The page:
The scope of Supreme Court precedent is capacious. Justices of the Court commonly defer to sweeping rationales and elaborate doctrinal frameworks articulated by their predecessors. This practice infuses judicial precedent with the prescriptive power of enacted constitutional and statutory text. The lower federal courts follow suit, regularly abiding by the Supreme Court's broad pronouncements. These phenomena cannot be explained by—and, indeed, oftentimes subvert—the classic distinction between binding holdings and dispensable dicta.
This Article connects the scope of precedent with recurring and foundational debates about the proper ends of judicial interpretation. A precedent's forward-looking effect should not depend on the superficial categories of holding and dictum. Instead, it should reflect deeper normative commitments that define the nature of adjudication within American legal culture.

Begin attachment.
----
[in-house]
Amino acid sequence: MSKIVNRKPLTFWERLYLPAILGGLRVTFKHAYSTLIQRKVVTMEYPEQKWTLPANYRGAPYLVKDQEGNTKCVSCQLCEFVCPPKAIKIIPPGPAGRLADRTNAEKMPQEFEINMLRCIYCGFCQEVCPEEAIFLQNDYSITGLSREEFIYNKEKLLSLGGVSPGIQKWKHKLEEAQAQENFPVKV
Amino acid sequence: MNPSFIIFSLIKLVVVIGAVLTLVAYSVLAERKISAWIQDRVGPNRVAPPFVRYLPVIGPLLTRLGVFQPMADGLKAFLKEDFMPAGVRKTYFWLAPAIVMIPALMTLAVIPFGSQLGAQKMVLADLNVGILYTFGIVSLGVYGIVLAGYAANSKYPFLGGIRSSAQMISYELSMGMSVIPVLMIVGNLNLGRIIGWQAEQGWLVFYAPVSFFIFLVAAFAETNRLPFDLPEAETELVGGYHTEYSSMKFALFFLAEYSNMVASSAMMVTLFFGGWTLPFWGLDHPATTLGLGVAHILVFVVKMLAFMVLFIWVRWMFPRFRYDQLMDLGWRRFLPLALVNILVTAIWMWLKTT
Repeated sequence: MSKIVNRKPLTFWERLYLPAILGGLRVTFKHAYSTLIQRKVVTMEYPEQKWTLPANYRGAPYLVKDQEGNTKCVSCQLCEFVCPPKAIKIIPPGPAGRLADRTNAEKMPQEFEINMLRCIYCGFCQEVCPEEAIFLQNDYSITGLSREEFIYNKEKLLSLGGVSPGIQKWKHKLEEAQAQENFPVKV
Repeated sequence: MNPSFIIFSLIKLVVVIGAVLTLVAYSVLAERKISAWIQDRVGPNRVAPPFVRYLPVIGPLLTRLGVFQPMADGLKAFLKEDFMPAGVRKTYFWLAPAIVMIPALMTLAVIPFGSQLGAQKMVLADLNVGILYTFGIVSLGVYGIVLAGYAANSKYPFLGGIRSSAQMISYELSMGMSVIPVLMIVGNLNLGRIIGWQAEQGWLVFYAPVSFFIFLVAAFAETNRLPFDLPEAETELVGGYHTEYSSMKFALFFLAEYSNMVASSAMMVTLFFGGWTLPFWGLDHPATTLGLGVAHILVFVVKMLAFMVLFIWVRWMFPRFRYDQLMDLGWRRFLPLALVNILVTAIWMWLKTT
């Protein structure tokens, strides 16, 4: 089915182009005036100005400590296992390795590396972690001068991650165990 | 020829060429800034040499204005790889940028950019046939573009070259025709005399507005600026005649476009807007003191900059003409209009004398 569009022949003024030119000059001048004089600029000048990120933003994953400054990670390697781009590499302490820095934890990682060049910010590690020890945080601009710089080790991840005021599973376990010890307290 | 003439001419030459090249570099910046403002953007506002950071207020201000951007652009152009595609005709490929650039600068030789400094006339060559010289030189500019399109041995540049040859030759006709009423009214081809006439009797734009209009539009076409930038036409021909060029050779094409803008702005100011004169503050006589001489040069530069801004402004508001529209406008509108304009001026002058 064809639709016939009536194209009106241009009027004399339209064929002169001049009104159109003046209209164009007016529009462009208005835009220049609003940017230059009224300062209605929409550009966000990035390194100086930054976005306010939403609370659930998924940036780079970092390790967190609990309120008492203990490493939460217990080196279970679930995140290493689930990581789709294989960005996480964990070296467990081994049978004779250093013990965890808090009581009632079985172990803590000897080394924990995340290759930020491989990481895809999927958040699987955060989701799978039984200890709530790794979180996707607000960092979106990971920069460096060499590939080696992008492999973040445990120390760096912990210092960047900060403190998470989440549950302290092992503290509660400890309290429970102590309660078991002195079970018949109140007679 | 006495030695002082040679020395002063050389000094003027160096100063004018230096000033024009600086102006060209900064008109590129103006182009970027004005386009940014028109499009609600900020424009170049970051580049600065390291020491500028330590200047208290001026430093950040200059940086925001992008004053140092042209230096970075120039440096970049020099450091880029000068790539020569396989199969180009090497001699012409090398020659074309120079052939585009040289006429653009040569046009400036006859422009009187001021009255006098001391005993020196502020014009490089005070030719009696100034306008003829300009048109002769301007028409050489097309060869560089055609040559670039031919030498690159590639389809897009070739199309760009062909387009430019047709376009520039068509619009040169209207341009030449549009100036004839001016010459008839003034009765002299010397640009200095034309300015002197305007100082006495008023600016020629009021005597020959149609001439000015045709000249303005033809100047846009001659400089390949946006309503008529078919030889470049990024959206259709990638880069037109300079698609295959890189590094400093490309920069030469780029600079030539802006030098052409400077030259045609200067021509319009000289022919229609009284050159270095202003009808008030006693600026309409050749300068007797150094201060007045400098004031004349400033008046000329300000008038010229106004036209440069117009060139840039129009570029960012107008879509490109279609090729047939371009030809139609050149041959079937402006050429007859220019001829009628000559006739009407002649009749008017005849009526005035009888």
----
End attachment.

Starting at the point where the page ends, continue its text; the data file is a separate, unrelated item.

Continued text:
The account that emerges is one in which the scope of precedent is inextricably linked to interpretive theory and constitutional understandings. Divergent methods of interpretation, from originalism to common law constitutionalism and beyond, carry distinctive implications for describing a precedent's constraining effect. So, too, do various methods of interpretation in the statutory and common law contexts. Ultimately, what should determine the scope of precedent is the set of premises—regarding the judicial role, the separation of powers, and the relevance of history, morality, and policy—that informs a judge's methodological choices.